This wort is hinting at a very great beer to come in a few weeks’ time.

The third tasting comes a bit late for my table; we’d already enjoyed a pint (or so) of Bourbon Baby, a dark, oaty chocolaty strong drink aged in bourbon casks. It’s another success.

Finally we taste a new version of BrewDog’s Paradox Paradox Compass Box – the staff member talking us through this whimsically suggests it should be drunk by a fire place while sitting in a wing chair, with a fluffy cat nearby. I wonder whether she’s been looking through my flat’s window of a winter night?

Too soon it’s time to go back; the traffic is awful. The heartier shareholders head to the BrewDog bar.

I am heading home for that comfy chair by the fire, my cats, and a final small drink of the night; a ‘Dog B’. I think to myself, ‘the boys have done it again’ – then I realise, having seen their wives and beautiful babies at the today, maybe they’re not ‘boys’ any more. I think instead – well done to James, Martin, their growing families and to all of us who’re on this successful, wild, delicious ride. Same again please.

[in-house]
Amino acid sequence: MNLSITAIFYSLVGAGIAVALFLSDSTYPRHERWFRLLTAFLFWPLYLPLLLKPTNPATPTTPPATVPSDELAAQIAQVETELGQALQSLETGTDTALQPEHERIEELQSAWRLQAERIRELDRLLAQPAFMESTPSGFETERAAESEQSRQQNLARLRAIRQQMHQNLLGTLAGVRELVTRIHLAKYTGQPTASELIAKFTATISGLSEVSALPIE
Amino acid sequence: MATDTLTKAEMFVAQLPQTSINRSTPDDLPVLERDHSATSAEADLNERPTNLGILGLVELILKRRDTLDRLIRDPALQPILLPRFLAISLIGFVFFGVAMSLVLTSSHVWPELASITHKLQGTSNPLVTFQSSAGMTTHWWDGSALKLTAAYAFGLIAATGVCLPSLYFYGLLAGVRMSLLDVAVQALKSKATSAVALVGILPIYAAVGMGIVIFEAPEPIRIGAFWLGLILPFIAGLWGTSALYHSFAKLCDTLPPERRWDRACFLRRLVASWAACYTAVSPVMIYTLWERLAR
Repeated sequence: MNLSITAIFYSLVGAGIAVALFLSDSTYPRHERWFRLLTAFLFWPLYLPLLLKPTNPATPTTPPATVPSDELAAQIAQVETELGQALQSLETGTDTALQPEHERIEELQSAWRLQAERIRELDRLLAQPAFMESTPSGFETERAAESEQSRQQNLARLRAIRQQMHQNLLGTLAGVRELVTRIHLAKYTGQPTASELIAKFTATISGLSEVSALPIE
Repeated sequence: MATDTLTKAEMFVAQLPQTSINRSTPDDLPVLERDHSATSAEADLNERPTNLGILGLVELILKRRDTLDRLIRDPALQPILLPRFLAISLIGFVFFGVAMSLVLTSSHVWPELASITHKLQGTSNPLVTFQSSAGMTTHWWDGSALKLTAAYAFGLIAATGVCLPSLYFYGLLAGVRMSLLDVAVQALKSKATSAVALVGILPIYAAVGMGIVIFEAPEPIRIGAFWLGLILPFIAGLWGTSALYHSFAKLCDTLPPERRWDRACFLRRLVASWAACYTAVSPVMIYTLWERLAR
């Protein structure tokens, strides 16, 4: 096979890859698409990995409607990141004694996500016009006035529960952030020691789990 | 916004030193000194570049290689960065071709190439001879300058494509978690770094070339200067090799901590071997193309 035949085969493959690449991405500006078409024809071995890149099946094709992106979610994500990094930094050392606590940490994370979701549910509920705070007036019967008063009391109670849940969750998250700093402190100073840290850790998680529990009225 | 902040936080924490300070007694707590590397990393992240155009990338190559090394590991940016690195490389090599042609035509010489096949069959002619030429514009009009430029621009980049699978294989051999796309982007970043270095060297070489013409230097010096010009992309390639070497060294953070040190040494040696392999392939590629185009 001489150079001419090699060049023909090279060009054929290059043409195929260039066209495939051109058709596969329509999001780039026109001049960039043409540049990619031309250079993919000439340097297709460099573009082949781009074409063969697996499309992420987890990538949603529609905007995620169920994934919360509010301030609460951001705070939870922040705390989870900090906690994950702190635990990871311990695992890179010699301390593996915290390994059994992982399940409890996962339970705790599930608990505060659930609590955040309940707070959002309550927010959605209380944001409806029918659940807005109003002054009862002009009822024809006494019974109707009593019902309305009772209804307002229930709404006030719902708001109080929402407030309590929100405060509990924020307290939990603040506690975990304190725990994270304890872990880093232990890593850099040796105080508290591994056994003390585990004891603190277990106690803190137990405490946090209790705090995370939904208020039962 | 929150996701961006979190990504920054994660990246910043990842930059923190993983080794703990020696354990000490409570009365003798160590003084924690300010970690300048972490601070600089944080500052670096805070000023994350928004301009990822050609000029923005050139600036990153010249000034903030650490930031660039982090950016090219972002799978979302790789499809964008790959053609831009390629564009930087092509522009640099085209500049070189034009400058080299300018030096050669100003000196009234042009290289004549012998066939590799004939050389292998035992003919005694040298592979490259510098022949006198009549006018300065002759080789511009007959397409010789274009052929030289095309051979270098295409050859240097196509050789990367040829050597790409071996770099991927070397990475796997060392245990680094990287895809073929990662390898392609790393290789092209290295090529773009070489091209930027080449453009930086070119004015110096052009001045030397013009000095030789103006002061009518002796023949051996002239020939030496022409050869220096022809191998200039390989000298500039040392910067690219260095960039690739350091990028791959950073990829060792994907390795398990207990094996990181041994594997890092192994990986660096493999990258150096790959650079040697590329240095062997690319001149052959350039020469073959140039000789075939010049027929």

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Jul 262013
 

Suzanne Kelly gets to grips with the week that was with relevant definitions.

Bells rang out across the land; families cheered; flags were waved in celebration; couples kissed in the streets.  The happy news swept the world; the twittersphere nearly exploded.  I’m sure we will all remember where we were the happy day Ian Tallboys collected another award for the forest created on Tullos Hill. Hip hip hooray.

Yes, it’s good news again – Tullos Hill has won another award  http://www.scotsman.com/tullos-hill-wood-commended.  Chris Piper and Ranger Bigboy, who proudly collected the award, are captured in a moving article and beautiful photo, even more beautiful than Tullos Hill is at present.

Weeds choke many of the new trees, saplings are planted amid household and industrial rubble in stony soil, the deer are gone – but it’s award worthy in this state all the same.

Pete Leonard should be told that various ‘garden escapee’ flowers still manage to grow on the hill; he made it clear he had no time for the field of Dame’s Violets which used to cover the hill. No doubt he’ll want the remaining stragglers eradicated.

There is no news yet on the original proposal to make Tullos Hill’s future forest pay its way by producing timber. I hope they’re not holding their breath (or do I?).  For some reason the phrase ‘don’t count your chickens before they hatch’ springs to mind.